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Defending Drones at UN, Koh Says Transparency Is Aided by US on HRC, 2d Term Promises

By Matthew Russell Lee

UNITED NATIONS, October 19 -- When Harold Koh came to the UN on Friday to pitch the US' candidacy for a second term on the Human Rights Council, his opening statement did not mention an issue with which he has become associated: drones.

  Nor did the moderator's question to him -- Koh was asked what the US would do on its HRC campaign pledge about torture. While important, this seemed a softball focused on the previous Bush administration. (An ACLU question extended it to what the Obama administration will do to hold accountable those who tortured in the past.)

  There were only ten minutes left when Inner City Press was able to ask Koh to "address drones, on which there's been controversy at the Human Rights Council and elsewhere, whether their use complies with human rights law. Would the US support a special session or inquiry into the use of drones to commit executions?"

  When it was Koh's turn to answer -- he was moved up in the queue -- he cited to his own speech "in March 2010, echoed by John Brennan at the Wilson Center....The point is, all killing is regrettable [but] not all killing is illegal."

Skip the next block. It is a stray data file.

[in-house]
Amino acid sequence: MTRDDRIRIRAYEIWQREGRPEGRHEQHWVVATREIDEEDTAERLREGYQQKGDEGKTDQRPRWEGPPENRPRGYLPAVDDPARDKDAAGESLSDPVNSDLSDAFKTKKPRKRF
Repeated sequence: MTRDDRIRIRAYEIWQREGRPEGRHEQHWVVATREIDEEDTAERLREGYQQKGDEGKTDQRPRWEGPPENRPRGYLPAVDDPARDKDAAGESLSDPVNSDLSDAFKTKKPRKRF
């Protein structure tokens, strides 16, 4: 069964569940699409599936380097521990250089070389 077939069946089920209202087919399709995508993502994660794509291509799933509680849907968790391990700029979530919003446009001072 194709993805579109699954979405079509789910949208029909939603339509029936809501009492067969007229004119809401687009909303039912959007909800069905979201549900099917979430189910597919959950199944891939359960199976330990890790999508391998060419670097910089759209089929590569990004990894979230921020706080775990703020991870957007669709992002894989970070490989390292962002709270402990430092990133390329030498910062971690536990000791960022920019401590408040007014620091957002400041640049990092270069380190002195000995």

He said that killings by drone "in the course of armed conflict or in self defense is consistent with international law." He cited Al Qaeda, the Taliban and "associated forces" -- presumably including Al Shabab in Somalia and forces in norther Mali or Azawad -- and said it is "not illegal to target an individual who is leader of an opposing force."

  What about a 16-year old who is not a leader? What about "collateral damage"?

  These weren't answered. Rather, Koh said he thought he questions were "ask[ed] in friendly way." He closed with the pitch that it would easier to work on the issue and get "transparency" if the US remains on the Human Rights Council. And then he left.

  Inner City Press had also asked, "if the others running [for the Human Rights Council had] a interest in having drones addressed at the Council, the use of drones in Pakistan, Yemen and other countries."

  But the other candidates present did not address this in their answers after the question. Germany's Permanent Representative Peter Wittig answered a question about vote-trading by saying that Permanent members of the Security Council don't have to engage in it, but others do. Estonia and Montenegro addressed this and other points, but not drones.

  Argentina acknowledged that the Latin slate is "clean" -- three candidates for three seats -- just as it ran unopposed the day before for a two-year seat on the Security Council.

  Ireland's closing statement concerned the "style" it brings; the moderator's Irish question about about food security." Sweden focused on Internet freedom -- the country hosts, for example, sites that Russia argues are subject to UN Security Council sanctions.

  Greece spoke about the difficulty of being besieged by immigrants. There were echoes of the previous Romney - Obama debate, to which Koh jokingly referred. But drones are no joke. Watch this site.

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